Marguerite Lamb explains why you should drink tea for your health, including information on the differences between tea and herbal tea, health benefits of tea, tea and anemia and types of tea for brewing.
Learn about the benefits you can receive when you drink tea for your health.
It's a wintry afternoon and you've just come in from your favorite fishing hole, where the only thing biting is the wind. Chilled to the bone, you need something to warm you from the inside out. But before lunging for the coffee or the Swiss Miss, know this: There's a hot, soothing beverage that has half the caffeine of coffee, none of the sugar of cocoa, and may help to ward off cancer, heart attack, stroke — even tooth decay. Of course, we're talking about tea — black, green or oolong.
When you think tea, drink tea for your health. Black, green and oolong teas all begin with the leaves of the same white-flowered evergreen, Camellia sinensis. The difference is in the processing: Black tea leaves are fermented fully, oolong partially and green not at all.
Black tea leaves are further sorted and graded according to size. The largest, best-quality whole leaves are labeled orange pekoe, followed by pekoe and pekoe souchang. (Note that "orange" refers to size and quality, not flavor.) Smaller or crushed leaves are classified as broken orange pekoe, broken pekoe, fannings or dust. Most of the bagged teas sold in the U.S. contain these black tea bits; they're used in popular blends such as English and Irish Breakfast teas, as well as in scented and spiced varieties (not to be confused with herbals; see " If It's Herbal, It Ain't Tea" at the end of this article) such as jasmine and Earl Grey. Though green tea has of late gained ground in the West, black still reigns as America's favorite tea, accounting for a full 95% of all that we drink. But whether your cup of tea is black or green, whole-leaf or bagged bits, recent studies suggest that tea is not only good, but good for you.
For years scientists have been singing the praises of antioxidants, powerful dietary compounds that work in our bodies to neutralize free radicals (reactive oxygen molecules) before they can oxidize, or "rust," healthy cells and contribute to aging, heart dis ease, cancer and more. Among the more championed antioxidants are vitamins C, E and beta carotene, but these "supernutrients" don't battle alone. The plant kingdom, scientists are learning, offers a vast menu of antioxidants, including a group of potent compounds called flavonoids, found in many fruits and vegetables as well as in green and black tea. "Tea contains several dozen flavonoid compounds," notes Jeffrey Blumberg, chief of the antioxidants research laboratory at the Human Nutrition Research Center on Aging at Tufts University. "Two cups of tea gives you about the equivalent amount of flavonoids as a typical serving of vegetables."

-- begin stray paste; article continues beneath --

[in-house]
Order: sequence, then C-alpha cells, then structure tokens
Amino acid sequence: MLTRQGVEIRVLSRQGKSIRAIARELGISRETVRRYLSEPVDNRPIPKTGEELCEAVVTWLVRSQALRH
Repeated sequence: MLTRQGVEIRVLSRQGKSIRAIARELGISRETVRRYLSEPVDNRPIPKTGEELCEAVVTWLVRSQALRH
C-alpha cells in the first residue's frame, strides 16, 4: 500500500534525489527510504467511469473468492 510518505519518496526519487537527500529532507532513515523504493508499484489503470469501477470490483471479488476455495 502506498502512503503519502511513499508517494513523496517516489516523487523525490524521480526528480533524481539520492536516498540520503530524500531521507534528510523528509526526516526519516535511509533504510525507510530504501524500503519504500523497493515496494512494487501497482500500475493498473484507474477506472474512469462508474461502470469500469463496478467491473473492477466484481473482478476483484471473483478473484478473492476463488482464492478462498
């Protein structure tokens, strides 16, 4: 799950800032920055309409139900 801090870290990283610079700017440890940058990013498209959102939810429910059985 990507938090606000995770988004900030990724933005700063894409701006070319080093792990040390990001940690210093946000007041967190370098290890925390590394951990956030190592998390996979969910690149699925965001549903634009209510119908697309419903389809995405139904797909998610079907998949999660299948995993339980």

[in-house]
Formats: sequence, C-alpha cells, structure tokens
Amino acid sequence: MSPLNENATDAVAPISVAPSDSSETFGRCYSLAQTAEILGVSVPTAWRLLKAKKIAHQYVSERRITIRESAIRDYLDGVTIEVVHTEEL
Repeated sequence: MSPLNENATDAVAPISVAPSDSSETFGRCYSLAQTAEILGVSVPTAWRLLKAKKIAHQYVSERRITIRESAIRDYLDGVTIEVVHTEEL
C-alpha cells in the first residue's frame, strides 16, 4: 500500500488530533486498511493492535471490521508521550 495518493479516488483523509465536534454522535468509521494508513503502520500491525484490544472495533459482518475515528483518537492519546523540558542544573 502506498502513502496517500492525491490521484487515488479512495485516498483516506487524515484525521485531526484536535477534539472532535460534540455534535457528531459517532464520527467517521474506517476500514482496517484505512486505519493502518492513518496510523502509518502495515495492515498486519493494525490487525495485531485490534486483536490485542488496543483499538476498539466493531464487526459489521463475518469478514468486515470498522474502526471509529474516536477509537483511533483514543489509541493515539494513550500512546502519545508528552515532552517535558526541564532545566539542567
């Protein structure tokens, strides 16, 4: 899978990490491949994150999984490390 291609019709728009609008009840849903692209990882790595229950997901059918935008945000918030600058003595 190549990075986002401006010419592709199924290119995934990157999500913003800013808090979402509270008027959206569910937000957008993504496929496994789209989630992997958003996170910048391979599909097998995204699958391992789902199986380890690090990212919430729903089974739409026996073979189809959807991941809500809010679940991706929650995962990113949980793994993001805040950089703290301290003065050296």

But don't pass on the broccoli just yet, cautions Blumberg. For while your favorite Darjeeling may give you the same amount of flavonoids as a side of broccoli, it doesn't necessarily provide the same type. "You can't simply substitute the antioxidants of tea for the antioxidants of vegetables," says Blumberg, who stresses that a "network of antioxidants" is essential to good health.
The oxidation of low-density lipoproteins (LDL, or "bad" cholesterol) in the blood is believed to be a chief cause of atherosclerosis, a thickening of arterial walls that can lead to heart attack or stroke. Antioxidants can help to prevent the oxidation of LDL, thereby reducing the risk of cardiovascular disease. And no brand of antioxidant may be more powerful in this regard than catechins, a type of flavonoid prevalent in tea.
Indeed, in a study conducted by Scranton University chemistry professor Joe Vinson, tea catechins proved ten times more effective than vitamins C, E and beta carotene at stopping the oxidation of LDL in a test tube. Vinson further found that black and green tea inhibited atherosclerosis in hamsters fed a high-fat, high-cholesterol diet — the more the hamsters drank, the better the results. In high doses, tea even lowered the animals' LDL, total cholesterol and triglycerides (yet another type of fat released into the bloodstream through the digestion of fatty foods). Good news for ill-fed hamsters, no doubt, but what about the rest of us?
It has yet to be shown that tea actually lowers cholesterol in people, notes Vinson. But recent studies examining the link between the consumption of tea and heart health are intriguing. A 1998 Harvard University study found that just one or two cups of black tea a day may reduce the risk of heart attack by 44%.